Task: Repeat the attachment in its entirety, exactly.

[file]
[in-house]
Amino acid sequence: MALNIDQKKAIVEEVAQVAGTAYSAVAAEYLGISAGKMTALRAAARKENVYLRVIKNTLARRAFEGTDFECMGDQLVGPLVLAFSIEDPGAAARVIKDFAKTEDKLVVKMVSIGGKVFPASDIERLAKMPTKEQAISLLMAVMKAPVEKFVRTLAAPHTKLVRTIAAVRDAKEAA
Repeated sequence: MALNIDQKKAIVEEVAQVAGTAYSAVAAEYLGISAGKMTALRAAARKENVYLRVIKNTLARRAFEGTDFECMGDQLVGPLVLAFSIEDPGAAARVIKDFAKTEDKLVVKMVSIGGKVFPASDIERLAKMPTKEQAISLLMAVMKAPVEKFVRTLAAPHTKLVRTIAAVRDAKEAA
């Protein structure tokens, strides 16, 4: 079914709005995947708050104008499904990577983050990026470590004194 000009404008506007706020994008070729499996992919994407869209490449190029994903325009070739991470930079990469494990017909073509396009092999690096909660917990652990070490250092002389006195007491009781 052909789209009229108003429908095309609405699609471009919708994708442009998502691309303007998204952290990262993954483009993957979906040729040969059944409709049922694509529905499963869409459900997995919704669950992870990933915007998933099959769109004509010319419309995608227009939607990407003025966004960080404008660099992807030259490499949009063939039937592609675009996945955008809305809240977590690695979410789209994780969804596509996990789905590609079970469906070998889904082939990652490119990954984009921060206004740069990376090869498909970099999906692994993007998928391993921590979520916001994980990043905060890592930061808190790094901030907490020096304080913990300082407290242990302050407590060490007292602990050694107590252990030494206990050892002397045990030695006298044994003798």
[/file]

[in-house]
Amino acid sequence: MALNIDQKKAIVEEVAQVAGTAYSAVAAEYLGISAGKMTALRAAARKENVYLRVIKNTLARRAFEGTDFECMGDQLVGPLVLAFSIEDPGAAARVIKDFAKTEDKLVVKMVSIGGKVFPASDIERLAKMPTKEQAISLLMAVMKAPVEKFVRTLAAPHTKLVRTIAAVRDAKEAA
Repeated sequence: MALNIDQKKAIVEEVAQVAGTAYSAVAAEYLGISAGKMTALRAAARKENVYLRVIKNTLARRAFEGTDFECMGDQLVGPLVLAFSIEDPGAAARVIKDFAKTEDKLVVKMVSIGGKVFPASDIERLAKMPTKEQAISLLMAVMKAPVEKFVRTLAAPHTKLVRTIAAVRDAKEAA
């Protein structure tokens, strides 16, 4: 079914709005995947708050104008499904990577983050990026470590004194 000009404008506007706020994008070729499996992919994407869209490449190029994903325009070739991470930079990469494990017909073509396009092999690096909660917990652990070490250092002389006195007491009781 052909789209009229108003429908095309609405699609471009919708994708442009998502691309303007998204952290990262993954483009993957979906040729040969059944409709049922694509529905499963869409459900997995919704669950992870990933915007998933099959769109004509010319419309995608227009939607990407003025966004960080404008660099992807030259490499949009063939039937592609675009996945955008809305809240977590690695979410789209994780969804596509996990789905590609079970469906070998889904082939990652490119990954984009921060206004740069990376090869498909970099999906692994993007998928391993921590979520916001994980990043905060890592930061808190790094901030907490020096304080913990300082407290242990302050407590060490007292602990050694107590252990030494206990050892002397045990030695006298044994003798």